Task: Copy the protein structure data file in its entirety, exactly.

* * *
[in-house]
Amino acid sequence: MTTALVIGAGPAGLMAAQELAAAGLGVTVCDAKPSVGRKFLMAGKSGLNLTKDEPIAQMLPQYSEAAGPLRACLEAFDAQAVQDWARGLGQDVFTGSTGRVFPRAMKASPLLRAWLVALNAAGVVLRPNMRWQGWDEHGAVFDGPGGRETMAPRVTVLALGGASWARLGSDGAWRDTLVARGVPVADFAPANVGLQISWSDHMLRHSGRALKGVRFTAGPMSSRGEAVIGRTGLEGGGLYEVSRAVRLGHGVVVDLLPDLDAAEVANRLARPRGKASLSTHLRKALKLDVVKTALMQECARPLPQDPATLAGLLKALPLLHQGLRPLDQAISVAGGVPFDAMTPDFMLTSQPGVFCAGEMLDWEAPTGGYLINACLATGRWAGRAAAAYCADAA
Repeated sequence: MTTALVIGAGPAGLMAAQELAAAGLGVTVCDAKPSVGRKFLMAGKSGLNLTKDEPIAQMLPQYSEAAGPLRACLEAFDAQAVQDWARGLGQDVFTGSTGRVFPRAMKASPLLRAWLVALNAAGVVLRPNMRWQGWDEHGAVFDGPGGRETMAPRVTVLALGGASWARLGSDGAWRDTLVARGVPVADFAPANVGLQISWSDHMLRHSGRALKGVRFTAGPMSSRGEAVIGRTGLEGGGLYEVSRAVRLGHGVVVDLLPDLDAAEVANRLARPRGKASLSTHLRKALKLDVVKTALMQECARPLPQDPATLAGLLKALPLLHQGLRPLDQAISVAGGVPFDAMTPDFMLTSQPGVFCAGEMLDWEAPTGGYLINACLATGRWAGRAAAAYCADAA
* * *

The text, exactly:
[in-house]
Amino acid sequence: MTTALVIGAGPAGLMAAQELAAAGLGVTVCDAKPSVGRKFLMAGKSGLNLTKDEPIAQMLPQYSEAAGPLRACLEAFDAQAVQDWARGLGQDVFTGSTGRVFPRAMKASPLLRAWLVALNAAGVVLRPNMRWQGWDEHGAVFDGPGGRETMAPRVTVLALGGASWARLGSDGAWRDTLVARGVPVADFAPANVGLQISWSDHMLRHSGRALKGVRFTAGPMSSRGEAVIGRTGLEGGGLYEVSRAVRLGHGVVVDLLPDLDAAEVANRLARPRGKASLSTHLRKALKLDVVKTALMQECARPLPQDPATLAGLLKALPLLHQGLRPLDQAISVAGGVPFDAMTPDFMLTSQPGVFCAGEMLDWEAPTGGYLINACLATGRWAGRAAAAYCADAA
Repeated sequence: MTTALVIGAGPAGLMAAQELAAAGLGVTVCDAKPSVGRKFLMAGKSGLNLTKDEPIAQMLPQYSEAAGPLRACLEAFDAQAVQDWARGLGQDVFTGSTGRVFPRAMKASPLLRAWLVALNAAGVVLRPNMRWQGWDEHGAVFDGPGGRETMAPRVTVLALGGASWARLGSDGAWRDTLVARGVPVADFAPANVGLQISWSDHMLRHSGRALKGVRFTAGPMSSRGEAVIGRTGLEGGGLYEVSRAVRLGHGVVVDLLPDLDAAEVANRLARPRGKASLSTHLRKALKLDVVKTALMQECARPLPQDPATLAGLLKALPLLHQGLRPLDQAISVAGGVPFDAMTPDFMLTSQPGVFCAGEMLDWEAPTGGYLINACLATGRWAGRAAAAYCADAA